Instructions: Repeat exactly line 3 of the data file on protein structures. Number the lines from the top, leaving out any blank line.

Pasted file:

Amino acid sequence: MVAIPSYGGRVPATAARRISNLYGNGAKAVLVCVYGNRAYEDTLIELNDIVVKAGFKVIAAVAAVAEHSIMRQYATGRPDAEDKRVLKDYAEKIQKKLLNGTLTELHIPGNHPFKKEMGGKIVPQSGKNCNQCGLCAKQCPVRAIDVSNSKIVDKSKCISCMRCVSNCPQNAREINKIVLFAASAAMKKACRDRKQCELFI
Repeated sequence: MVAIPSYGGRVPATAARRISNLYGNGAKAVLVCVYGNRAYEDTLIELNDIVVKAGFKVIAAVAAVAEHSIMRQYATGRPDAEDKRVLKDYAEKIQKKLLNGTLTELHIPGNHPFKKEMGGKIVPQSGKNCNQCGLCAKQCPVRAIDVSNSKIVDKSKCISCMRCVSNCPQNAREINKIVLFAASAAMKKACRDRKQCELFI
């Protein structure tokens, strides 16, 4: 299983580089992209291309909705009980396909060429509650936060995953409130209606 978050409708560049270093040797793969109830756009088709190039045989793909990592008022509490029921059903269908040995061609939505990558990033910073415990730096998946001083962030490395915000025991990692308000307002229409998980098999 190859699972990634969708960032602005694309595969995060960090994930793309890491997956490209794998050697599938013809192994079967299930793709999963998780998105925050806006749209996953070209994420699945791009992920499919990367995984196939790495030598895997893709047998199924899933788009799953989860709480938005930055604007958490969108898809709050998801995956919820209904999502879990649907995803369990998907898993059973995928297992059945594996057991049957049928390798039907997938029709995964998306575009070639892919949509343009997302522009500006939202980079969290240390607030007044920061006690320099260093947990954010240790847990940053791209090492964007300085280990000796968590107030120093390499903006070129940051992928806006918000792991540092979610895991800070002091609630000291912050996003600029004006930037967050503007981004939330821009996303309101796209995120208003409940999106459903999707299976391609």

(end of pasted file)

């Protein structure tokens, strides 16, 4: 299983580089992209291309909705009980396909060429509650936060995953409130209606 978050409708560049270093040797793969109830756009088709190039045989793909990592008022509490029921059903269908040995061609939505990558990033910073415990730096998946001083962030490395915000025991990692308000307002229409998980098999 190859699972990634969708960032602005694309595969995060960090994930793309890491997956490209794998050697599938013809192994079967299930793709999963998780998105925050806006749209996953070209994420699945791009992920499919990367995984196939790495030598895997893709047998199924899933788009799953989860709480938005930055604007958490969108898809709050998801995956919820209904999502879990649907995803369990998907898993059973995928297992059945594996057991049957049928390798039907997938029709995964998306575009070639892919949509343009997302522009500006939202980079969290240390607030007044920061006690320099260093947990954010240790847990940053791209090492964007300085280990000796968590107030120093390499903006070129940051992928806006918000792991540092979610895991800070002091609630000291912050996003600029004006930037967050503007981004939330821009996303309101796209995120208003409940999106459903999707299976391609």